Smarty Girl is an autobiographical novel covering three years of Honor Molloy's life. Growing up in the 1960s in the centre of Dublin with theatrical parents brought with it a certain way of life. Through the voice of five year old Noleen we are transported to the streets where childhood games are played and see through her eyes the life led with a father who regularly puts on review shows and records RTE voice overs and an American mother also in the business. It's a life of phone calls for the father in the local pub (this is before all houses had their own phones), gatherings in the family home for sing-alongs and the attempts to keep it all in some sense of order by Noleen's mother.
But the overall impact in this novel comes from the use by Molloy of little Noleen's five year old Dublin voice with the vernacular for extra effect. It is there in the opening page as she heads off to the Gate with her family to 'see the dancers' with her 'electricky hair' and her shoes going 'clack-clack-clack'. Subtitled "Dublin Savage", the reader does not need to read far into the novel to understand this. With her little gang in Stephen's Green and her brother challenging her to repeat swear words, she does appear to be a savage little child. Living just off Merrion Row, the city is her playground and her parents friends are the Dublin characters she grows up with. But this is about the fall of a family and it is a tragic fall from grace of a husband and father, something Molloy has presumably tried to explore and come to terms with through the telling of her tale in a novel form.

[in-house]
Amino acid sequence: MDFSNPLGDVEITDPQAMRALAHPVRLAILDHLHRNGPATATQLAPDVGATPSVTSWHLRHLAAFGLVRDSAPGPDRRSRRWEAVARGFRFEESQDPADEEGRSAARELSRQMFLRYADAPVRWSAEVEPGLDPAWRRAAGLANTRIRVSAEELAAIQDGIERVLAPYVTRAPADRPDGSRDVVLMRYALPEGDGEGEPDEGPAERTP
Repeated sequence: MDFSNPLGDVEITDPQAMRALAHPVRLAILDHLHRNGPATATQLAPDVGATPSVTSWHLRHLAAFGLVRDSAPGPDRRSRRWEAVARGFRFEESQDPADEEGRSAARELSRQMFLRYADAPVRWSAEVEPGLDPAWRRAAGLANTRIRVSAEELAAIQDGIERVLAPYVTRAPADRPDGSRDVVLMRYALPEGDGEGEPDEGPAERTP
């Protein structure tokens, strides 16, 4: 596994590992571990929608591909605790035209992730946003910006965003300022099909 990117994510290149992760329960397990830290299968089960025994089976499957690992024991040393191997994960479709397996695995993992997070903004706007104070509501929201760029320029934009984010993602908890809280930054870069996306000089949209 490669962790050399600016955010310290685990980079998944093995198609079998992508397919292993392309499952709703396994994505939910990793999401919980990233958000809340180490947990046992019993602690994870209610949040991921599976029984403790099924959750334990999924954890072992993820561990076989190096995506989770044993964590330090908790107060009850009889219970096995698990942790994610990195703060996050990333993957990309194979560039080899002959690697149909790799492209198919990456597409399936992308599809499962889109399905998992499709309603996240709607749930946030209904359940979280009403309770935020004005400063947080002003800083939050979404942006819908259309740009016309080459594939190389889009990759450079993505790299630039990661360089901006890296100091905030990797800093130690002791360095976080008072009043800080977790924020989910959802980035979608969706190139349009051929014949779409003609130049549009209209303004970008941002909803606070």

The unique voice of little Noleen will either delight or grate on the reader and this is the risk taken by a writer of such an approach. It is certainly a tale that will appeal to those who wish to know how the city was in the late 60s as well as those who remember those days and will read with maybe some tender reminiscence for the time.
Smarty Girl is published by Gemma a US publisher www.GemmaMedia.com
It can be ordered from Amazon